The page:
Rapid increase in the height and width of the upper chest in adolescents with primary spontaneous pneumothorax

Pei Yeh Chang*, Kin Sun Wong, Jin Yao Lai, Jeng Chang Chen, Tai Wai Chin, Ke Chi Chen, Chao Jan Wang, Chee Jen Chang, Wen Ming Hsu, Nien Lu Wang

*Corresponding author for this work

Research output: Contribution to journalJournal Article peer-review

15 Scopus citations


Background We determined the chest height in a cohort of patients with primary spontaneous pneumothorax (PSP) who had received chest radiographic examinations prior to the attack. The aim of this study was to determine when their chest height began to change and how this was related to the PSP. Methods From June 2009 to February 2012, the chest posteroanterior radiographs of 156 patients with PSP (Group 1) were reviewed. Among another 3134 patients with PSP, we identified 52 patients who had a chest posteroanterior radiograph prior to the attack (Group 2). We also recruited 196 controls for comparison (Group 3). The chest height and chest width at different levels were measured and analyzed. Results Before 14 years of age, the chest height of patients in Group 2 was no different from that of patients in Group 3. By the age of 14 years, however, the chest height and upper chest width of patients with PSP was significantly higher than that of the normal controls. The difference from normal chest height did not increase at adulthood. Conclusion The rapid increase in chest height and upper chest width is a unique finding in patients with PSP. It might be attributable to the occurrence of PSP. This finding may also help to identify patients who are at risk of PSP.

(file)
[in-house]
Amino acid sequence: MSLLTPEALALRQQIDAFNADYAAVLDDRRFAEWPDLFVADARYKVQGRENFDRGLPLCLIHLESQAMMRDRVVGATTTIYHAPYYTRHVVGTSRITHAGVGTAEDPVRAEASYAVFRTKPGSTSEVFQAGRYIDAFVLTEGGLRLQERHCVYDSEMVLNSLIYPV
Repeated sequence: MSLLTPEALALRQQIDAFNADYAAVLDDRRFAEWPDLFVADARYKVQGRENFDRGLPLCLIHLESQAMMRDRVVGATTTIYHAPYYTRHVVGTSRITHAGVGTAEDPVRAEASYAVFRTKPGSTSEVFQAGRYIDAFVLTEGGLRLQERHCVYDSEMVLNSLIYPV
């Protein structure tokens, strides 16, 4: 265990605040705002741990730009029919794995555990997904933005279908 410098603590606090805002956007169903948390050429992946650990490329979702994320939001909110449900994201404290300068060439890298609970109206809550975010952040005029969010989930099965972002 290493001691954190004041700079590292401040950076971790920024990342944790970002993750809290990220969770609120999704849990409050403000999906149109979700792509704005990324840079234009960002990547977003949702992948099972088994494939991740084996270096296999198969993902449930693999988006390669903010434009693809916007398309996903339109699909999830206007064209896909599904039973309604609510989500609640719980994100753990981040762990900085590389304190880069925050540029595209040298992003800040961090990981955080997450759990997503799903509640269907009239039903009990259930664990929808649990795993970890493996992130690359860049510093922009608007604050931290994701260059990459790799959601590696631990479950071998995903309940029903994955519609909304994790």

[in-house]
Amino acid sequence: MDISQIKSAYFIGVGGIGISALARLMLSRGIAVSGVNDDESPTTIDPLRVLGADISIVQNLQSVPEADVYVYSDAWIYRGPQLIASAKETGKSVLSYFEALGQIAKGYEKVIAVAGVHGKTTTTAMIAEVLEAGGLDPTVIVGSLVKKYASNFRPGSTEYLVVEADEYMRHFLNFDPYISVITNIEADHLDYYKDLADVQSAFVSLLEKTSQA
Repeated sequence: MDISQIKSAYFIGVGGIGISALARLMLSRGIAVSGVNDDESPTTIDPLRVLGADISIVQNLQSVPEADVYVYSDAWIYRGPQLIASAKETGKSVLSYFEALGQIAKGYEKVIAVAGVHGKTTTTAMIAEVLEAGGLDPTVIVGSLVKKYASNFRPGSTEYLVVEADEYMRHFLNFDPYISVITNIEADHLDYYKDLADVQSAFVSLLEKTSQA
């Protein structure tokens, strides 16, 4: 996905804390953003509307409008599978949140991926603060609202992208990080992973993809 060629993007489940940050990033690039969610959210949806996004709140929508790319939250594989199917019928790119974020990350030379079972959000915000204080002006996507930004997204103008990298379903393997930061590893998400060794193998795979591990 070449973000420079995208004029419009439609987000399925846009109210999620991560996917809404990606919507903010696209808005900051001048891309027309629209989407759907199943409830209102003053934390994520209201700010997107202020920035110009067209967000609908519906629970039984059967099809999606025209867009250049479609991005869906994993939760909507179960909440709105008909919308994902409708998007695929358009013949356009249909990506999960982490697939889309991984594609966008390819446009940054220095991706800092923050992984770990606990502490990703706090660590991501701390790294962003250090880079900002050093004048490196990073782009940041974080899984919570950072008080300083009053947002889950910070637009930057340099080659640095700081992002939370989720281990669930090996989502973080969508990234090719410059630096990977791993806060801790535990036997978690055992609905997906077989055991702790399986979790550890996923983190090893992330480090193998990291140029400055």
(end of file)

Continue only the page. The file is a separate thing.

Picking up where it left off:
Original languageEnglish
Pages (from-to)53-57
Number of pages5
JournalPediatrics and Neonatology
Issue number1
StatePublished - 01 02 2015

Bibliographical note

Publisher Copyright:
Copyright © 2014, Taiwan Pediatric Association. Published by Elsevier Taiwan LLC. All rights reserved.


  • adolescents
  • anthropometry
  • primary spontaneous pneumothorax
  • radiography
  • thoracic wall


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